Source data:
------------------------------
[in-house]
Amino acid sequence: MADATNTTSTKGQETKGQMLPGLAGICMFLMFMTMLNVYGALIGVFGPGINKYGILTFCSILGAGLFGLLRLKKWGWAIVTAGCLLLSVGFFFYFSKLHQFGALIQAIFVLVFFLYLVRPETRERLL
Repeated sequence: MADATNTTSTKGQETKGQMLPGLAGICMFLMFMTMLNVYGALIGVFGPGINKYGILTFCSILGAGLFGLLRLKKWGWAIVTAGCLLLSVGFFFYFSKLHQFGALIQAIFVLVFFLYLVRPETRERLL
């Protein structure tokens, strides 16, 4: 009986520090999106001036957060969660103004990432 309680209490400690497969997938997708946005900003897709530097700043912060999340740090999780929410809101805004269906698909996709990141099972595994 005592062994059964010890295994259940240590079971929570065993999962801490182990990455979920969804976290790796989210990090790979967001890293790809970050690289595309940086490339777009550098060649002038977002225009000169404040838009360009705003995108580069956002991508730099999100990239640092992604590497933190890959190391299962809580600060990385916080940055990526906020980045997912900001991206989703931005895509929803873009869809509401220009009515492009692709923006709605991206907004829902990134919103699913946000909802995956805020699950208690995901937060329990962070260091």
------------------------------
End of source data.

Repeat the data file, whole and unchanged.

[in-house]
Amino acid sequence: MADATNTTSTKGQETKGQMLPGLAGICMFLMFMTMLNVYGALIGVFGPGINKYGILTFCSILGAGLFGLLRLKKWGWAIVTAGCLLLSVGFFFYFSKLHQFGALIQAIFVLVFFLYLVRPETRERLL
Repeated sequence: MADATNTTSTKGQETKGQMLPGLAGICMFLMFMTMLNVYGALIGVFGPGINKYGILTFCSILGAGLFGLLRLKKWGWAIVTAGCLLLSVGFFFYFSKLHQFGALIQAIFVLVFFLYLVRPETRERLL
């Protein structure tokens, strides 16, 4: 009986520090999106001036957060969660103004990432 309680209490400690497969997938997708946005900003897709530097700043912060999340740090999780929410809101805004269906698909996709990141099972595994 005592062994059964010890295994259940240590079971929570065993999962801490182990990455979920969804976290790796989210990090790979967001890293790809970050690289595309940086490339777009550098060649002038977002225009000169404040838009360009705003995108580069956002991508730099999100990239640092992604590497933190890959190391299962809580600060990385916080940055990526906020980045997912900001991206989703931005895509929803873009869809509401220009009515492009692709923006709605991206907004829902990134919103699913946000909802995956805020699950208690995901937060329990962070260091």